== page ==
These are the briefing sheets on the neurodiverse conditions – Complex Needs- the DfE funded CLDD Project, (directed by Professor Barry Carpenter), originally compiled.
These are available to download free of charge. There are three sheets in each set, for each Complex Need, (e.g. FASD, Attachment, Prematurity etc)
They are particularly valuable for Teaching Assistants, NQTs, and for Teachers encountering a particular type of Special Need for the first time. They contain essential information, some teaching ideas, and signposts for finding out further information.
These briefing sheets were originally hosted on an SSAT website which has recently been taken down, but teachers are still asking for the sheets, which is why they are being made available.
2. Attachment Disorder
3. Premature Birth
4. Rare Chromosome Disorder
6. Mental Health
7. Sensory Impairment
8. Fragile X
10. Effects of Drug Use & Smoking During Pregnancy
The Article below appeared in the Guardian (15th September 2018), giving new evidence and insight into the female presentation of Autism.
The article is based on an interview with Professor Francesca Happe, who is co – Editor of a forthcoming book on Autism and Girls, (details below)
Latest Update on Forthcoming Book ‘Girls and Autism’
Educational, Family and Personal Perspectives by Barry Carpenter, Francesca Happé and Jo Egerton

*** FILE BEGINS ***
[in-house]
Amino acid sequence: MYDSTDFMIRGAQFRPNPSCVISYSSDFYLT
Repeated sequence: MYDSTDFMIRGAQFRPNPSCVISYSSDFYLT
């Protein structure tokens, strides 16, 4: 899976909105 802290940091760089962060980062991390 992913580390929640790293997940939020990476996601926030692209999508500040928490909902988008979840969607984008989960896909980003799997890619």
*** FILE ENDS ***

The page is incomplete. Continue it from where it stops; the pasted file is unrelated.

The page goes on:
The book is now scheduled for launch on World Autism Day 2019 – 2nd April 2019.
See the flyer below for a chapter update & to view the full flyer.
Details of the Conference etc to follow shortly.
For updated information on the work of the Forum please go to –
Chair: Professor Barry Carpenter, CBE, OBE.
For the latest update on the Forum please go to –
After all the debate and politically driven ideology about teaching reading only via Phonics , this article reminds us powerfully why we teach reading , and how holistic approaches are probably more successful with children with SEND.
A child’s first experiences with books and stories, paper and crayons build the foundation for language, reading and writing.
“Teaching language and literacy via the use of books demands the highest quality teaching. This in turn requires knowledge, insight and curiosity about how children learn and develop alongside their unique interests and needs,” writes Kathryn Solly. Kathryn explains how children with SEN can become inspired about books and reading.